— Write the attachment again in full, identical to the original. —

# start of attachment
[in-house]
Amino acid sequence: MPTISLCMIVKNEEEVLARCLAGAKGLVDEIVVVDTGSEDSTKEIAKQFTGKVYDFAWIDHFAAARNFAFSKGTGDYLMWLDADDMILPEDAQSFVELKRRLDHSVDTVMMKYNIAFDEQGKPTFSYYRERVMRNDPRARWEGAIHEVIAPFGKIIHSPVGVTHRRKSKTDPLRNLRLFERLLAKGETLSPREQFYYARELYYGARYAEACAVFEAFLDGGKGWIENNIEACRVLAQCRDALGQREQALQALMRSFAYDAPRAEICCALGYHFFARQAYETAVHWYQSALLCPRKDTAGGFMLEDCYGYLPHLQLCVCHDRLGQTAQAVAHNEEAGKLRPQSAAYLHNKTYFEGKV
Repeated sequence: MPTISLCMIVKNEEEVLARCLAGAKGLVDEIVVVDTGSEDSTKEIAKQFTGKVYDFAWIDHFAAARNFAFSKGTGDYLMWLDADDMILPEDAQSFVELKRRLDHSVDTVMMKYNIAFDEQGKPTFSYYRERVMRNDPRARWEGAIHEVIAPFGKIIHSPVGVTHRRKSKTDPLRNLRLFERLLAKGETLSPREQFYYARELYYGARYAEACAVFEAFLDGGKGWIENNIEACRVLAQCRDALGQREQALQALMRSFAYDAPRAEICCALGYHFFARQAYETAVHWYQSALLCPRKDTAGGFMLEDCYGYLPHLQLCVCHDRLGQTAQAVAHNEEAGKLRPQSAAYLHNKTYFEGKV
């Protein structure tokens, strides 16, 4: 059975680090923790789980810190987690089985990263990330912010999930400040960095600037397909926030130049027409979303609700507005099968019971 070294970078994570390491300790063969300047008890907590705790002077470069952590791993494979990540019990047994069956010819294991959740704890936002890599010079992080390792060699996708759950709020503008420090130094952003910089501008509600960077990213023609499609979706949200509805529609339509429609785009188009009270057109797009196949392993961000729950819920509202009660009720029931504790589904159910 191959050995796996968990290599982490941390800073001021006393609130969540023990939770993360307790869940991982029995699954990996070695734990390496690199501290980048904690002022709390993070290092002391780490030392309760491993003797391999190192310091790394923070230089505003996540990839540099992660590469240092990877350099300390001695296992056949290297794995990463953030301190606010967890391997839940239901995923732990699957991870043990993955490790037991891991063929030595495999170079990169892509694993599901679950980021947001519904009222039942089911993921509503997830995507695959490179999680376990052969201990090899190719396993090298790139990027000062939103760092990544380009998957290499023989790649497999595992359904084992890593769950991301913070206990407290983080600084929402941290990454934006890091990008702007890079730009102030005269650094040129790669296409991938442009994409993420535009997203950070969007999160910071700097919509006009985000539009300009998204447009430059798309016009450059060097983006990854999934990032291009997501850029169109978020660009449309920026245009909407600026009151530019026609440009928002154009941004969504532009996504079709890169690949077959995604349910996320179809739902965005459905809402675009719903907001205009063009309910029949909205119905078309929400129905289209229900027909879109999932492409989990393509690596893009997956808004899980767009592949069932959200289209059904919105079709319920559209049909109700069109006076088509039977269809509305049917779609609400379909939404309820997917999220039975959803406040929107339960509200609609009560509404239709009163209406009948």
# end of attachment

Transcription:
[in-house]
Amino acid sequence: MPTISLCMIVKNEEEVLARCLAGAKGLVDEIVVVDTGSEDSTKEIAKQFTGKVYDFAWIDHFAAARNFAFSKGTGDYLMWLDADDMILPEDAQSFVELKRRLDHSVDTVMMKYNIAFDEQGKPTFSYYRERVMRNDPRARWEGAIHEVIAPFGKIIHSPVGVTHRRKSKTDPLRNLRLFERLLAKGETLSPREQFYYARELYYGARYAEACAVFEAFLDGGKGWIENNIEACRVLAQCRDALGQREQALQALMRSFAYDAPRAEICCALGYHFFARQAYETAVHWYQSALLCPRKDTAGGFMLEDCYGYLPHLQLCVCHDRLGQTAQAVAHNEEAGKLRPQSAAYLHNKTYFEGKV
Repeated sequence: MPTISLCMIVKNEEEVLARCLAGAKGLVDEIVVVDTGSEDSTKEIAKQFTGKVYDFAWIDHFAAARNFAFSKGTGDYLMWLDADDMILPEDAQSFVELKRRLDHSVDTVMMKYNIAFDEQGKPTFSYYRERVMRNDPRARWEGAIHEVIAPFGKIIHSPVGVTHRRKSKTDPLRNLRLFERLLAKGETLSPREQFYYARELYYGARYAEACAVFEAFLDGGKGWIENNIEACRVLAQCRDALGQREQALQALMRSFAYDAPRAEICCALGYHFFARQAYETAVHWYQSALLCPRKDTAGGFMLEDCYGYLPHLQLCVCHDRLGQTAQAVAHNEEAGKLRPQSAAYLHNKTYFEGKV
């Protein structure tokens, strides 16, 4: 059975680090923790789980810190987690089985990263990330912010999930400040960095600037397909926030130049027409979303609700507005099968019971 070294970078994570390491300790063969300047008890907590705790002077470069952590791993494979990540019990047994069956010819294991959740704890936002890599010079992080390792060699996708759950709020503008420090130094952003910089501008509600960077990213023609499609979706949200509805529609339509429609785009188009009270057109797009196949392993961000729950819920509202009660009720029931504790589904159910 191959050995796996968990290599982490941390800073001021006393609130969540023990939770993360307790869940991982029995699954990996070695734990390496690199501290980048904690002022709390993070290092002391780490030392309760491993003797391999190192310091790394923070230089505003996540990839540099992660590469240092990877350099300390001695296992056949290297794995990463953030301190606010967890391997839940239901995923732990699957991870043990993955490790037991891991063929030595495999170079990169892509694993599901679950980021947001519904009222039942089911993921509503997830995507695959490179999680376990052969201990090899190719396993090298790139990027000062939103760092990544380009998957290499023989790649497999595992359904084992890593769950991301913070206990407290983080600084929402941290990454934006890091990008702007890079730009102030005269650094040129790669296409991938442009994409993420535009997203950070969007999160910071700097919509006009985000539009300009998204447009430059798309016009450059060097983006990854999934990032291009997501850029169109978020660009449309920026245009909407600026009151530019026609440009928002154009941004969504532009996504079709890169690949077959995604349910996320179809739902965005459905809402675009719903907001205009063009309910029949909205119905078309929400129905289209229900027909879109999932492409989990393509690596893009997956808004899980767009592949069932959200289209059904919105079709319920559209049909109700069109006076088509039977269809509305049917779609609400379909939404309820997917999220039975959803406040929107339960509200609609009560509404239709009163209406009948």